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Patent highlights

14 Jan 2003

The pick of this week's hottest patent applications including a car security system that relies on iris recognition.

•  Title: Vehicular security access system
Applicant: Sam Mog Son and Michael I Kroll, US
International patent application: WO 03/002387
Iris-recognition technology usually found in high-security applications could soon be finding its way into cars. Patent application WO 03/002387 describes an optical recognition system that takes an image of the iris and compares it to a stored pattern before unlocking the doors.

When the door handle is grasped, the interior car lights come on and a camera pivots to capture an iris image. If no match is found, an alarm sounds. Once inside, the system continues to monitor the driver's iris in real-time to determine if they are falling asleep. An interior alarm sounds if the images do not match the stored pattern.

The inventors also say the system can be programmed to react to pre-set driver characteristics. For example, a teenage driver could be coded for daylight driving only. The system also comes equipped with a keypad to provide access if the recognition system fails.

•  Title: Atmospheric optical data transmission system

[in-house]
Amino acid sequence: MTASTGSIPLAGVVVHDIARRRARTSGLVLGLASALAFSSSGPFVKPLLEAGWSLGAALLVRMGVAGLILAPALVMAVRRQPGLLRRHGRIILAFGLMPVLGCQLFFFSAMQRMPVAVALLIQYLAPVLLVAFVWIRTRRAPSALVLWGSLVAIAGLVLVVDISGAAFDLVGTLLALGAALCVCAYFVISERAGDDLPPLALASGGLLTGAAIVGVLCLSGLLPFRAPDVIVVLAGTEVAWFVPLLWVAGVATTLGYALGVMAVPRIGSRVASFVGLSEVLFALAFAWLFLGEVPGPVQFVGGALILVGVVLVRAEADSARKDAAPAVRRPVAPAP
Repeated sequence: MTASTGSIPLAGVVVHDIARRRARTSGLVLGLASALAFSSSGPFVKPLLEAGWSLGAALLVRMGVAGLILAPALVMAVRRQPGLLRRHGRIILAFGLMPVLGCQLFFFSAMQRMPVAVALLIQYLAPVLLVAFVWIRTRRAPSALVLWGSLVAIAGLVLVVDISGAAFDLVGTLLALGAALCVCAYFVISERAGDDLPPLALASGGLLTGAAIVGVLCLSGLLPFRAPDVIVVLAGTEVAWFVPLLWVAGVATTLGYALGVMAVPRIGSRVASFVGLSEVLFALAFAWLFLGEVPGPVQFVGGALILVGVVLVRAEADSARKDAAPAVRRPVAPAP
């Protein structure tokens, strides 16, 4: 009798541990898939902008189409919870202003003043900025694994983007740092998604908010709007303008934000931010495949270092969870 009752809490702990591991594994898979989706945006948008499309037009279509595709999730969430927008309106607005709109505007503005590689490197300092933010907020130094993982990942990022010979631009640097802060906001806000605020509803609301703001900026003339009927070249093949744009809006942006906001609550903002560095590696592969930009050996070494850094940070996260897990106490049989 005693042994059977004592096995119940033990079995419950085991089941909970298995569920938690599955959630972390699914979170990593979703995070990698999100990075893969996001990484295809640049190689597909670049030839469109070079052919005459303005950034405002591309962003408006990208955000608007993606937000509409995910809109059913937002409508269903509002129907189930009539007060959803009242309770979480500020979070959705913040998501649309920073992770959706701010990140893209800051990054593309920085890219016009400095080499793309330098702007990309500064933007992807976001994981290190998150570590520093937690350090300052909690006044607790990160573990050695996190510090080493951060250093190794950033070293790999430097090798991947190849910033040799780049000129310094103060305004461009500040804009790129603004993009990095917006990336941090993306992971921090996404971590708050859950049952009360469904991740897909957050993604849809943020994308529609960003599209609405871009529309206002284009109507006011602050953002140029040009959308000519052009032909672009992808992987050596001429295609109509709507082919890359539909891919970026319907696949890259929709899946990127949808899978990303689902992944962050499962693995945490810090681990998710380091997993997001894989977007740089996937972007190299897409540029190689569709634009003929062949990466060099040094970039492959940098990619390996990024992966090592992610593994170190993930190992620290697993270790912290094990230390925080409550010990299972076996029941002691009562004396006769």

Applicant: Aoptix Technologies, US
International application number: WO 03/003618
A free-space optics data transmission system is the subject of application WO 03/003618. The system comprises two transceivers, each containing a telescope with a built-in transmitter for sending encoded data and a receiver for detecting it. Both transceivers also contain a wavefront sensor to determine the curvature of the light sent between the units. A deformable mirror compensates for distortions detected by the wavefront sensor. The patent says the system also separates the transmitted and received light for bidirectional transmission.

•  Title: Apparatus and method for laser etching wear patterns into denim pants
Applicant: Ellis Corporation, US
International application number: WO 03/002811
How do you get an authentic worn look in your denim pants? A US firm says that using a laser to simulated wear patterns is the answer. The company has designed a carousel that houses a loading and unloading station, a laser station and uniformly spaced pant-supporting mandrels. The system positions the fabric onto a mandrel at the loading station and tautly supports the pants such that a laser-generated pattern can be formed at predetermined locations.

Author
Jacqueline Hewett is news reporter on Optics.org and Opto & Laser Europe magazine.

 
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